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MTC BIO 210 - Anatomy Unit 5 Review Sheet KEY -2014-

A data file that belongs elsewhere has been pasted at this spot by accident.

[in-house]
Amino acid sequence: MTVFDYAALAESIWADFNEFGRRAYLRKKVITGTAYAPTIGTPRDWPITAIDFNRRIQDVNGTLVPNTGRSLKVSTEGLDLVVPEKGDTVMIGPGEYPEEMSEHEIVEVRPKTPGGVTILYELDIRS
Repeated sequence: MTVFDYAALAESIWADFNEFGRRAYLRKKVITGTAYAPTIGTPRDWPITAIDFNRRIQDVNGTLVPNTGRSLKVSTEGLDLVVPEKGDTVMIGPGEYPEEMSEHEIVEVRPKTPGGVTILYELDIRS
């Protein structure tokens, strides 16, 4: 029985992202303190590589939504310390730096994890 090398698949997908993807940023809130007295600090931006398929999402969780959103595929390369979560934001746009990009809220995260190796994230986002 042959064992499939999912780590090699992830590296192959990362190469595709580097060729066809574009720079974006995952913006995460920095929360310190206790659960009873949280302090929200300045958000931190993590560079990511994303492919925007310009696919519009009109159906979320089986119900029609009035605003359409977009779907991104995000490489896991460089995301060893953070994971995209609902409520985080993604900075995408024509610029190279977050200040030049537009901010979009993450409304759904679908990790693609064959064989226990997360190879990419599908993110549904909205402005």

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Anatomy and Physiology Unit 5 Test Review Name ______________________________Muscular System (Chapter 6) Hour ____________ Date ______________1. What are the four functions of the muscular system? Maintaining posture, generating body heat, stabilizing joints, and producing movement in conjunction with bones. 2. Fill out the chart below on muscle tissue types.Muscle Tissue Type Involuntary/Voluntary Cell description and specificsSkeletal Voluntary Multinucleated, striated, attach to the body’s skeleton. Cardiac Involuntary Single nucleus per cell, striated, branchingpattern, separated by intercalated discs. Only Found in heart. Smooth Involuntary Single Nucleus, non-striated, Spindle shaped cells, lines the walls of the visceral hollow and digestive organs. 3. Muscle cells are also known as ___Muscle Fibers_______.4. Match the words with their appropriate description.a. Epimysium 1. Connective tissue around a single muscle fiberb. Perimysium 2. Connective tissue around a bundle of fibersc. Endomysium 3. A bundle of muscle fibersd. Fascicle 4. Connective tissue around entire skeletal musclee. Fascia 5. On the outside of the epimysium5. Explain the difference between a tendon and an aponeurosis. Tendon is a rope-like structure made of dense connective tissue that attached muscles to bones. An aponeurosis is a sheet-like structure that connects skeletal muscle to skeletal muscle and also skeletal muscle to other body parts that the muscles act upon. 6. The specialized form of endoplasmic reticulum in a muscle cell is called what? What is its function?Sarcoplasmic reticulum. It stores the necessary calcium ions that are needed for muscle contraction and releases it “on demand” when muscles need to contract. 7. What is the plasma membrane of a muscle fiber called? ______Sarcolemma________________8. First put the following terms in order from outside to inside of the muscle fiber and then describe each. sarcolemma, myofibril, myofilament, sarcomere.In order from largest to smallest: Sarcolemma, Myofibril, Sarcomere, Myofilament. - The sarcolemma is the specialized plasma membrane of skeletal muscle cells. - The myofibril are the largest organelles (ribbon-like) inside the muscle cell (or muscle fiber), and have alternating bands (A and I) that give the muscle cell its striated appearance. - The sarcomere is the functional contractile unit of the muscle myofibril (where the contraction takes place), and are arranged end to end like train boxcars. - The myofilaments are protein filaments (actin: thin and myosin: thick) where the sliding occurs and where ATPase enzymes are used to break down ATP for energy.9. Explain each of the following terms: A band, I band, actin, myosin, thin filament, thick filament, myosinheads (crossbridges). Be sure to include any specifics discussed in class. Each of the structures of these parts reveals the working structure of the myofibrils. The A bands are the dark bands in alternation with the light bands or I bands which give the muscle its striated appearance. Inside each sarcomere, there are thick protein filaments (myosin filaments) and thin filaments (actin filaments) where the sliding movement occurs to create an individual sarcomere contraction. The sliding movement of the myosin heads moving along the actin filaments is what gives the sarcomere its contracting or shorter appearance (think what happens in crowd surfing, a person is moved along by all of the hands just like the myosin heads move along the thin filaments to create. Movement). A sum of all these sarcomere contractions causes muscle fiber contraction. A sum of all muscle fiber contractions will lead to overall muscle contraction. 10. What does it mean when a muscle is toned? What is occurring?It means the muscle is through a state of continual, but partial, contraction. The more a muscle is worked, the more motor units that are working on it in a systematic way. Even though the muscle is at rest, some fibers are being stimulated to contract (graded response) at times to maintain strength of muscle. 11. Explain how we build muscle endurance. We exercise muscles in order to cause more flexibility and more resistance to fatigue. We accomplish this by increasing the blood supply to the actual muscle (through exercise) and cause our muscle cells to form more mitochondria so they can store more oxygen. This also causes our heart muscle to hypertrophy and be able to pump more blood during each contraction. Also, exercise can lead to better neuromuscular coordination. 12. How does resistance lead to an increase in muscle size? Resistance is an example of isometric contraction (pitted against immovable object or one nearly so) and causes an actual increase in the size of individual muscle cells because they make more contractile thick and thin filaments (not an increase in the number of muscle cells). There is also an increase in the amount of connective tissue that is needed to reinforce the muscles. 13. Discuss the functions of irritability and contractility with regard to skeletal muscle cells.Irritability—the ability to receive and respond to a stimulusContractility—the ability to shorten (forcibly) when an adequate stimulus is received14. What is a motor unit? A Motor unit consists of one motor neuron and all of the muscle cells/fibers that it stimulates. 15. Why is it important that nerve cells (neurons) and muscle fibers are arranged into motor units? What are the advantages of this arrangement?Motor units consist of a nerve cell and all of the skeletal muscles it stimulates. This arrangement allows many muscle fibers (cells) to be stimulated to contract at once, allowing for coordinated voluntary muscle movements.16. Describe how an action potential is initiated in a muscle cell. Mention the terms motor neuron, neuromuscular junction, synaptic cleft, neurotransmitter, acetylcholine, sarcolemma, Na + ions, and electric current (action potential) in your answer.The motor neuron meets the muscle fiber at the neuromuscular junction ; the space between the nerve and muscle forms the synaptic cleft . When the nerve impulse reaches the end of the motor neuron, a chemical neurotransmitter called acetylcholine is released into the synaptic cleft. When acetylcholine reaches the sarcolemma of the muscle fiber on the other side, Na + ions rush in, generating an electric current called an action